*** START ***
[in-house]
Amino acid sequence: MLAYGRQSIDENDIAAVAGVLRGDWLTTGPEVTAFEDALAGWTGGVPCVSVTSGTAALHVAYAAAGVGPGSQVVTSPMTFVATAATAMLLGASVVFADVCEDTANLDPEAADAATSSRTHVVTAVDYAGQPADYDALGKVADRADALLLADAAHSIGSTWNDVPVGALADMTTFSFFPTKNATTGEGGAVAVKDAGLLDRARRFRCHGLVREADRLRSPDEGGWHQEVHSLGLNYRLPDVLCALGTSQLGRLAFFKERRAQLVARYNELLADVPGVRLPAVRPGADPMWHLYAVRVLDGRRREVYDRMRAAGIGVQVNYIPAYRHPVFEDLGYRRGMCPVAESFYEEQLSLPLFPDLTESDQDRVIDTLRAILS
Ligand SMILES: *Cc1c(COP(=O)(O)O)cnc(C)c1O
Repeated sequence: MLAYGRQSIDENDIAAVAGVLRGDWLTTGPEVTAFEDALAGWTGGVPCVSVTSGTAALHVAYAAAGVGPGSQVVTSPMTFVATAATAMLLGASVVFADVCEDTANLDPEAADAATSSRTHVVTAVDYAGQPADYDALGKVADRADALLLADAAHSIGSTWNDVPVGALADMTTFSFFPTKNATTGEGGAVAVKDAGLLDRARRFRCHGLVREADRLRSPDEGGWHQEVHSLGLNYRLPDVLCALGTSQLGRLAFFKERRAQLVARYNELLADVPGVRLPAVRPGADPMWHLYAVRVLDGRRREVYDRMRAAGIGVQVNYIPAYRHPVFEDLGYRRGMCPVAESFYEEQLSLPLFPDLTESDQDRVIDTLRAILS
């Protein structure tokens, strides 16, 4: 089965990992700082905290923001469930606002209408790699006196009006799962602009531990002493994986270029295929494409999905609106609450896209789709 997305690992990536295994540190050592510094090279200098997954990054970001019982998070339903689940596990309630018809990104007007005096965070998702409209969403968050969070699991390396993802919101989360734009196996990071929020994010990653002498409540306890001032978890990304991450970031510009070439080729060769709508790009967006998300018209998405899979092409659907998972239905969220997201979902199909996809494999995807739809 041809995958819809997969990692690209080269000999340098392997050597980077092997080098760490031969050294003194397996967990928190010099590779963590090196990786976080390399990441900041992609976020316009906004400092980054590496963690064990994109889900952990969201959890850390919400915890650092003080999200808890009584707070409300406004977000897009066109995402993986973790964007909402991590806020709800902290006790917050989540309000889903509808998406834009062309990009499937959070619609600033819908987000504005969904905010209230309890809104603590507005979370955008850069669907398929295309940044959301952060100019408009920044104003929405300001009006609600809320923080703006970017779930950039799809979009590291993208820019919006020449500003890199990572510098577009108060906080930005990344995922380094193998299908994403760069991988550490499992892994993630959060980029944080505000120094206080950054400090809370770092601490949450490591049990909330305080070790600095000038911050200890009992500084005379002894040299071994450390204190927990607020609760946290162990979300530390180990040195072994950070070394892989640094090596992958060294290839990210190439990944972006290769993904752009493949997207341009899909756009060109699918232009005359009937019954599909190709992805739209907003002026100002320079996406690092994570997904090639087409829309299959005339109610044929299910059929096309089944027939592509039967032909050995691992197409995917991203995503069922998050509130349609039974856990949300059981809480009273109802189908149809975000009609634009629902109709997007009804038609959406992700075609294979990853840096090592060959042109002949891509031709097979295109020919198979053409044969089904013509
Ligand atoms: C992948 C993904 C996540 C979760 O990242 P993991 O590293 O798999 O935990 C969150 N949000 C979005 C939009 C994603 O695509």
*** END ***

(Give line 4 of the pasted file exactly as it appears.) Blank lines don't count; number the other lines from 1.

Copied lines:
Repeated sequence: MLAYGRQSIDENDIAAVAGVLRGDWLTTGPEVTAFEDALAGWTGGVPCVSVTSGTAALHVAYAAAGVGPGSQVVTSPMTFVATAATAMLLGASVVFADVCEDTANLDPEAADAATSSRTHVVTAVDYAGQPADYDALGKVADRADALLLADAAHSIGSTWNDVPVGALADMTTFSFFPTKNATTGEGGAVAVKDAGLLDRARRFRCHGLVREADRLRSPDEGGWHQEVHSLGLNYRLPDVLCALGTSQLGRLAFFKERRAQLVARYNELLADVPGVRLPAVRPGADPMWHLYAVRVLDGRRREVYDRMRAAGIGVQVNYIPAYRHPVFEDLGYRRGMCPVAESFYEEQLSLPLFPDLTESDQDRVIDTLRAILS